|Sarah (Sadie) Pugh|
Friday, 31 January 2014
see here. I knew I would have photos of suitcases. In those times before tablets and mobiles there were always moments to fill when waiting for a train so why not take a photograph.
As a child holidays were always spent visiting relations, usually my mothers sisters, or on a weekly run-around rail ticket. When my parents became more affluent then their holiday of choice was to go walking. Here she is waiting at the outside of the station of the previous photograph, Ulverston . Is it me or do those plants in the background look remarkably like cabbages? The suitcase may have changed but the strap on one of them has a familiar look to the first photo, belts and braces packing. My farther has filled the backs of this set of photographs with information, it was one of their favourite holidays. This one says "Saturday June 30th 1984. After the holiday at Freshwater Bay, Isle of Wight. I wait with the bags while Sadie goes to the phone (for a taxi) at Station Corner". Is this before, or after, she has charged off to the phone box? She only had one pace, fast, even into her eighties she was going the same speed. She also always liked to be busy so the walk up the hill to the phone box would fill in some of that pesky waiting time.
Tuesday, 28 January 2014
So what other cranes can I show you?
An entry to ABC Wednesday, a journey through the alphabet this week sojourning at C here.
Tuesday, 21 January 2014
The view of the roofs also shows how the bike route running past the sheds is separated from the main road.
Friday, 17 January 2014
An entry to Sepia Saturday "Using old images as prompts for new reflections"
The face of an ordinary soldier killed in the Great War at the Battle of the Somme for this week's Sepia Saturday is one of loss but my choice of images is a different kind of loss, that of a life story.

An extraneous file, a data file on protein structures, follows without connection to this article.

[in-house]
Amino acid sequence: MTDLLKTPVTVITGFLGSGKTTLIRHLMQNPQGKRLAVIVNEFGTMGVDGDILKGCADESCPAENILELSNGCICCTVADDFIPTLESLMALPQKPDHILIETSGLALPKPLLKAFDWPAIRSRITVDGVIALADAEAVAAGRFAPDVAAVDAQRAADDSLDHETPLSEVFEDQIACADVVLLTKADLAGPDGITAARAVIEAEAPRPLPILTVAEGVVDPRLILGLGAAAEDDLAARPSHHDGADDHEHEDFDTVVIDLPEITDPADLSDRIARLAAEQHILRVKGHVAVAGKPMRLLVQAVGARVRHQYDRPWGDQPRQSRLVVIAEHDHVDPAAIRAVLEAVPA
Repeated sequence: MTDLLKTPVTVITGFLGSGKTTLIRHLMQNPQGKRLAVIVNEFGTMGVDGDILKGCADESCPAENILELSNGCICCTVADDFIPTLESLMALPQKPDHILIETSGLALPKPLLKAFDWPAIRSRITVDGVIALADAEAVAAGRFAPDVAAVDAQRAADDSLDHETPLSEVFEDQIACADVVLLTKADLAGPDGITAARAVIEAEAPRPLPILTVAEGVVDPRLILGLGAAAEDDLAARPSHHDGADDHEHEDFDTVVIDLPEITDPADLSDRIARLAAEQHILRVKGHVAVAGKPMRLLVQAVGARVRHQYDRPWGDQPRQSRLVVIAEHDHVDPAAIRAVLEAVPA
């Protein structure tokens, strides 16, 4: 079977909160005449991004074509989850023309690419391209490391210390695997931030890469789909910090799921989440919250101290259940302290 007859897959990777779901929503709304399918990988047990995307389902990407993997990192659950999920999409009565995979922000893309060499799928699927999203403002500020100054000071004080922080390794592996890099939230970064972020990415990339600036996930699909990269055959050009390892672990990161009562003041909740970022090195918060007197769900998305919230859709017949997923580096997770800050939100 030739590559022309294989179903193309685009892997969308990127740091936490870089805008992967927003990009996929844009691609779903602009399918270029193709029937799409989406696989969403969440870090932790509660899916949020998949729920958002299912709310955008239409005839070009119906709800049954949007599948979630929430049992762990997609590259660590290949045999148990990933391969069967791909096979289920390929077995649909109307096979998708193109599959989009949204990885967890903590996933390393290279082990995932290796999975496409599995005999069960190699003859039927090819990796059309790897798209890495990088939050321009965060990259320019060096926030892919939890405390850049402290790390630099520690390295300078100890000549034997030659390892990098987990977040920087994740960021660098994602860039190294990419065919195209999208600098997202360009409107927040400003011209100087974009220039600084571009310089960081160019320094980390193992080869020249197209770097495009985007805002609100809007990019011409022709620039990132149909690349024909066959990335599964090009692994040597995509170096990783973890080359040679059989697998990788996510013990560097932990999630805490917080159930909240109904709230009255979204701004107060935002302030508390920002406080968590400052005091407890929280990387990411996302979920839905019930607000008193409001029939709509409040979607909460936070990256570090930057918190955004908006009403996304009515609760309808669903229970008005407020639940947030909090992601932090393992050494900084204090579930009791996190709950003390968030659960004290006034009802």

On the back of the photograph is a question "Did I send you one of these before?" Well I only have one so maybe he hadn't. A name has been added on the back - Henry Taylor, Royal Artillery. It was amongst my Grandmothers stash but I have no idea of the connection. To find a member of the Royal Artillery from WW1 is like a needle in a haystack, each town in the country had an artillery unit. I can surmise he could be from Westmorland or abutting Lancashire area from the family connection, but I don't know what section he was from Royal Field, Royal Garrison or Royal Horse Artillery. Maybe the indistinct lapel badges will give clues with further research.
|The 'Grey Battery' at St Omer, May 1917|
The name written on the back of the card was in my father's handwriting so I had to check that uniform just to make sure it was WW1 and from my Grandmother's collection. Was the name Henry Taylor familiar, I know he had a scouting friend called Wilf Taylor so I turned to something I inherited from my paternal Grandparents a bound collection of the weekly "The War Illustrated" -
Tuesday, 14 January 2014
a bust of activity as passenger arrive at Arnside Station, crossing over the bridge and heading for the way out on a summer's late afternoon. I was waiting for the train going in the other direction. When I do board the train just a short distance west over the blue sea in the distance
is the Arnside viaduct. The signal is up and the Barrow to Manchester Airport train, a distinctive Desiro DMU is taking them home.
|Low Tide Channels, Arnside Viaduct, Morecambe Bay|
An entry to ABC Wednesday, starting a new journey through the alphabet and a new logo, its Round 14
Friday, 10 January 2014
|An entry to Sepia Saturday
Using old images as prompts for new reflections